National debt or budget deficit?

It seems that both newsreaders and politicians can’t get this one right. The national debt is accumulated when governments borrow money on domestic and foreign markets; it does this by issuing bonds. The budget deficit is when governments spend more money than they earn. The debt is mainly brought about by fighting foreign wars and deficits occur when the national economy doesn’t make enough money from the products that are sold by producers. Recently the word ‘product’ has been stretched to cover non-tangibles like loans, mortgages (which are a form of loan) and other financial services like insurance. These ‘products’ are included in the national GDP (Gross Domestic Product) figures for a given period (usually monthly or annually) along with other commodities (oil, gas, grains and so on). The black economy and the unemployed are not considered when GDP figures are tabulated. Ever the mischief-maker, Jean Baudrillard suggested that waste (which is a product) be included in a nation’s GDP figures (1998).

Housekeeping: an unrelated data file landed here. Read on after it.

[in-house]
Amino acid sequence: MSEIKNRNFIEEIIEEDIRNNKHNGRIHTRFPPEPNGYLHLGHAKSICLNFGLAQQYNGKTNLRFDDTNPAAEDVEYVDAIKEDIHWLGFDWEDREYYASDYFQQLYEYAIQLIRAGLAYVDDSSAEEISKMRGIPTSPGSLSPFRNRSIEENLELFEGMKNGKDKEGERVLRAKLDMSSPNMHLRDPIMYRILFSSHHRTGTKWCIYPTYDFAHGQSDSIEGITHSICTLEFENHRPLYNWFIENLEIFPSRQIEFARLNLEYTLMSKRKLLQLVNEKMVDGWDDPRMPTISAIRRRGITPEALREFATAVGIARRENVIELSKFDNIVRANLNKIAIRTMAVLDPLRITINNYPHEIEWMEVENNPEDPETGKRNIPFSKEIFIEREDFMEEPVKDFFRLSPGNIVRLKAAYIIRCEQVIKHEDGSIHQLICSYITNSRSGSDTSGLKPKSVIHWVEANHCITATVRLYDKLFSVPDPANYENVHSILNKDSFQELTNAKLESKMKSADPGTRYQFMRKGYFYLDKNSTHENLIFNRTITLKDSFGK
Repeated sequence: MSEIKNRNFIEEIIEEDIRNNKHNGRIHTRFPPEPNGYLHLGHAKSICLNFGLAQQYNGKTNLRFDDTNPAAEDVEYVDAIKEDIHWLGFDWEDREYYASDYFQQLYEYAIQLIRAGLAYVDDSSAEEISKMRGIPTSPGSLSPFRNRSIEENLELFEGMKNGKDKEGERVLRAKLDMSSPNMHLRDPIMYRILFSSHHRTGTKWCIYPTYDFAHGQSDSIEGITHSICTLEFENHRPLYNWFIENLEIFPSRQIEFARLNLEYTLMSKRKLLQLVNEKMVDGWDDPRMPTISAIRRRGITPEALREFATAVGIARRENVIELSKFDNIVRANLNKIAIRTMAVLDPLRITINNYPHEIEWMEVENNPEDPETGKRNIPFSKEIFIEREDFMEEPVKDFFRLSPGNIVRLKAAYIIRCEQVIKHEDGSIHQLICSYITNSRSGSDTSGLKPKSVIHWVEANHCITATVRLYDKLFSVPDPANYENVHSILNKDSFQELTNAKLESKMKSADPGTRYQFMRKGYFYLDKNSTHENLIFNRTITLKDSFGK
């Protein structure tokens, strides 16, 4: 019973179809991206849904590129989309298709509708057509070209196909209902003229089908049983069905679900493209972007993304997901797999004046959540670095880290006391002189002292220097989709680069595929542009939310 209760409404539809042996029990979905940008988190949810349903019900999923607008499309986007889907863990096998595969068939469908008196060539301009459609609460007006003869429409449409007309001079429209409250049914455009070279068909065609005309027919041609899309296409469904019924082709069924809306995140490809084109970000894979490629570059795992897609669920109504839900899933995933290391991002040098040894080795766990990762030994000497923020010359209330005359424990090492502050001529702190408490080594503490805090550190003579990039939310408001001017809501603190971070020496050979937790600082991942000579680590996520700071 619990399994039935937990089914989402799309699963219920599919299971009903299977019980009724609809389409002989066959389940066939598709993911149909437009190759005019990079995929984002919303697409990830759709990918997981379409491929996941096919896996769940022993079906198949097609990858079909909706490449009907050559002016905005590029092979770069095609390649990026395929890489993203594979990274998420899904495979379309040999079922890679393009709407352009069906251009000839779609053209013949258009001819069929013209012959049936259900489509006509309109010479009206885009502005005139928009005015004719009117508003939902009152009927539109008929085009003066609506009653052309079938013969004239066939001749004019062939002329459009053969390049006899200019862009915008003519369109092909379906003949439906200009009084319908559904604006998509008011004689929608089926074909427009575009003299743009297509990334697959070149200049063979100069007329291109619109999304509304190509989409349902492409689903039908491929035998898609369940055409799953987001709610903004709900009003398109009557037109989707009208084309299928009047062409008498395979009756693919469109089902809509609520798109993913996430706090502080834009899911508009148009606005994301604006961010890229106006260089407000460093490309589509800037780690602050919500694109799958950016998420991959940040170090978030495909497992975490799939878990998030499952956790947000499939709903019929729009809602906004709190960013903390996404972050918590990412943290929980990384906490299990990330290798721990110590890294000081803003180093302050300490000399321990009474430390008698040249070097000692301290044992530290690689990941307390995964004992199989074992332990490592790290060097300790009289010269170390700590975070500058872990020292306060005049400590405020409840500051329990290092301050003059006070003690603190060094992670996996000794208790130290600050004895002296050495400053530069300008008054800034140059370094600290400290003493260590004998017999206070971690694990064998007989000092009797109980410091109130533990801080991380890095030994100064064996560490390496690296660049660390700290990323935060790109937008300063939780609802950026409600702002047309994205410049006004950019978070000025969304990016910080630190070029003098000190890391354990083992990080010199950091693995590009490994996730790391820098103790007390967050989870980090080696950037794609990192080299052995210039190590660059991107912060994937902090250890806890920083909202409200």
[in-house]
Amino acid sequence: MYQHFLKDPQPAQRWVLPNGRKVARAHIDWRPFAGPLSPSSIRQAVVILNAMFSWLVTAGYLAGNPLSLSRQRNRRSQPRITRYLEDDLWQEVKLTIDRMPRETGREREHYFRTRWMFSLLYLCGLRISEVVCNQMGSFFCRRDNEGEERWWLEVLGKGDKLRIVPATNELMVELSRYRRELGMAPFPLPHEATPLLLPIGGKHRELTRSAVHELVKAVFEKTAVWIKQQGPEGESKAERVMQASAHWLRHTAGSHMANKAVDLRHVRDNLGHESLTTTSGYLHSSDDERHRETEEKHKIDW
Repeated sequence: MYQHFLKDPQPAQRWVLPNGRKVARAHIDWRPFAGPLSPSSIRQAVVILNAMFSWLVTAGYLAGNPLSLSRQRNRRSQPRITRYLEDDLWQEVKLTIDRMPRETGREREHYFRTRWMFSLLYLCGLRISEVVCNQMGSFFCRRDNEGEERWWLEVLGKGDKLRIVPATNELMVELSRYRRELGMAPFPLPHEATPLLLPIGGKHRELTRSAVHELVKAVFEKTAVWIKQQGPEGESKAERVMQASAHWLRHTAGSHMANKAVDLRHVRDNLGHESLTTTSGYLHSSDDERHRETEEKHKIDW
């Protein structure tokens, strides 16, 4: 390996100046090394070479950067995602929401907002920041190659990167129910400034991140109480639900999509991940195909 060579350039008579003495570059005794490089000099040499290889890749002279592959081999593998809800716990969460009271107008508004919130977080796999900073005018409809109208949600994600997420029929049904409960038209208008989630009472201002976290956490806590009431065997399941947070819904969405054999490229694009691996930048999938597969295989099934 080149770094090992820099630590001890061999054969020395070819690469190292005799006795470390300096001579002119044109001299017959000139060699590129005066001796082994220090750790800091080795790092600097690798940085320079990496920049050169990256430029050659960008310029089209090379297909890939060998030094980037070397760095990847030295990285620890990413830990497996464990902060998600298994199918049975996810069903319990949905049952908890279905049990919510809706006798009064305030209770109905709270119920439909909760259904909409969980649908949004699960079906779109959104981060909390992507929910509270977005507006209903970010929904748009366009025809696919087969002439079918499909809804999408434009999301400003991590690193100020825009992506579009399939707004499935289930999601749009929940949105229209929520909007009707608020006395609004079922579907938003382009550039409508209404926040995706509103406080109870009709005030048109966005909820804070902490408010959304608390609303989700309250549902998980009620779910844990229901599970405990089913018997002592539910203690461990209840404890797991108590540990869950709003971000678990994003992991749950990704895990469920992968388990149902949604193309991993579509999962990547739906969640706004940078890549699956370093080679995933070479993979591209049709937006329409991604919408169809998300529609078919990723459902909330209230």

It’s time for politicians of all the main parties and some of the smaller ones, like UKIP, to come clean about what these terms mean rather than mumble about how we need to reduce our “debt” when what they’re actually referring to is the budget deficit. The national debt is the hidden discourse that the politicians don’t want to have with the electorate because that would mean confessing to the true nature of how our national economies are structured.

You can’t fool me.

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Filed under economic illiteracy, Economics, Government & politics, Media

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